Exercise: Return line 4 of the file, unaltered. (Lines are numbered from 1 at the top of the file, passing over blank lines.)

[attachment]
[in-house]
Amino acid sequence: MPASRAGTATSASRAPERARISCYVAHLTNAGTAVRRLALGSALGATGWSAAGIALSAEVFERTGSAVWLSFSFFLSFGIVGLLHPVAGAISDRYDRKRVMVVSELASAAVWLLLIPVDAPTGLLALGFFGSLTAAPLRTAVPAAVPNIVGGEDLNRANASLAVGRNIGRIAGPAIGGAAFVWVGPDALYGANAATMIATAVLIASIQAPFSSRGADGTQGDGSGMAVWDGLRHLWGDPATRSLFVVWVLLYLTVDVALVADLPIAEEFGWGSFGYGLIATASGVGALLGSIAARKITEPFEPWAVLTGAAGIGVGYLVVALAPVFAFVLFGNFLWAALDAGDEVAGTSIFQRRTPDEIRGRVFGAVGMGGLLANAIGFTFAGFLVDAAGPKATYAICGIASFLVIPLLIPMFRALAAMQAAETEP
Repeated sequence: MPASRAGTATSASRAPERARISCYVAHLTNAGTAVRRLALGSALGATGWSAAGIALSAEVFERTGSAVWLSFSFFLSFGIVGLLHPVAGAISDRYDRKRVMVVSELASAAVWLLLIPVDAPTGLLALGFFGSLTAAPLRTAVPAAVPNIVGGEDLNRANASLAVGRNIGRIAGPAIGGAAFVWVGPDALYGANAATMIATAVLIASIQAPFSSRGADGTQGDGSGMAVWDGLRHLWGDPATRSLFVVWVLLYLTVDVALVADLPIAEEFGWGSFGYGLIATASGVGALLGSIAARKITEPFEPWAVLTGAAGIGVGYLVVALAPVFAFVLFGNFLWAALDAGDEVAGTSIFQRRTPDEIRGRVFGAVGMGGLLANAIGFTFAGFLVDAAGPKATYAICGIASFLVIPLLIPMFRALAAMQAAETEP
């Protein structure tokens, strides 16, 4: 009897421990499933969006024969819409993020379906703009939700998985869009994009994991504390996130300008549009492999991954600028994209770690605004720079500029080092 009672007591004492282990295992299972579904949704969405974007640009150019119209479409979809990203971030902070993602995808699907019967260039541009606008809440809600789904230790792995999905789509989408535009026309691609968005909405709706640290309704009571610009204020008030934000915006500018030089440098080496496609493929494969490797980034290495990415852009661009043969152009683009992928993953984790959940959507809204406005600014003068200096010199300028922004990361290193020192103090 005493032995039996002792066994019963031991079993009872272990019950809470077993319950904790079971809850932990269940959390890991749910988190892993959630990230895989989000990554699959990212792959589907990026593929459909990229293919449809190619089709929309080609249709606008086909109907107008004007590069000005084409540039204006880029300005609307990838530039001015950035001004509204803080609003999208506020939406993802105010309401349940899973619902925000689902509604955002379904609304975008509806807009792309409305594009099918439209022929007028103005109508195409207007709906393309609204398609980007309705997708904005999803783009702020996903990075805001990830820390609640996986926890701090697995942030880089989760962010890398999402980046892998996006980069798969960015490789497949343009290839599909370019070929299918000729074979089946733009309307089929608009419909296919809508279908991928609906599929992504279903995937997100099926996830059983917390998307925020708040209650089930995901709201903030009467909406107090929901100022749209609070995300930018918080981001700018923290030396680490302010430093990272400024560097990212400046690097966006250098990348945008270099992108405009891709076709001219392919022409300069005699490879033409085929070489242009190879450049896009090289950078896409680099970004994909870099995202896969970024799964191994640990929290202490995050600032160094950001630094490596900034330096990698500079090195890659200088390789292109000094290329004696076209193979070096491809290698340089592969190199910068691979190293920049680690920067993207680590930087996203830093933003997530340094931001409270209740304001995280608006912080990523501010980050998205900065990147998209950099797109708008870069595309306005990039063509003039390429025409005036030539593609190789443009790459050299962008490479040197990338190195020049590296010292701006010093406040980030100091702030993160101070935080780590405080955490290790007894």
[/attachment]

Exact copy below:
């Protein structure tokens, strides 16, 4: 009897421990499933969006024969819409993020379906703009939700998985869009994009994991504390996130300008549009492999991954600028994209770690605004720079500029080092 009672007591004492282990295992299972579904949704969405974007640009150019119209479409979809990203971030902070993602995808699907019967260039541009606008809440809600789904230790792995999905789509989408535009026309691609968005909405709706640290309704009571610009204020008030934000915006500018030089440098080496496609493929494969490797980034290495990415852009661009043969152009683009992928993953984790959940959507809204406005600014003068200096010199300028922004990361290193020192103090 005493032995039996002792066994019963031991079993009872272990019950809470077993319950904790079971809850932990269940959390890991749910988190892993959630990230895989989000990554699959990212792959589907990026593929459909990229293919449809190619089709929309080609249709606008086909109907107008004007590069000005084409540039204006880029300005609307990838530039001015950035001004509204803080609003999208506020939406993802105010309401349940899973619902925000689902509604955002379904609304975008509806807009792309409305594009099918439209022929007028103005109508195409207007709906393309609204398609980007309705997708904005999803783009702020996903990075805001990830820390609640996986926890701090697995942030880089989760962010890398999402980046892998996006980069798969960015490789497949343009290839599909370019070929299918000729074979089946733009309307089929608009419909296919809508279908991928609906599929992504279903995937997100099926996830059983917390998307925020708040209650089930995901709201903030009467909406107090929901100022749209609070995300930018918080981001700018923290030396680490302010430093990272400024560097990212400046690097966006250098990348945008270099992108405009891709076709001219392919022409300069005699490879033409085929070489242009190879450049896009090289950078896409680099970004994909870099995202896969970024799964191994640990929290202490995050600032160094950001630094490596900034330096990698500079090195890659200088390789292109000094290329004696076209193979070096491809290698340089592969190199910068691979190293920049680690920067993207680590930087996203830093933003997530340094931001409270209740304001995280608006912080990523501010980050998205900065990147998209950099797109708008870069595309306005990039063509003039390429025409005036030539593609190789443009790459050299962008490479040197990338190195020049590296010292701006010093406040980030100091702030993160101070935080780590405080955490290790007894």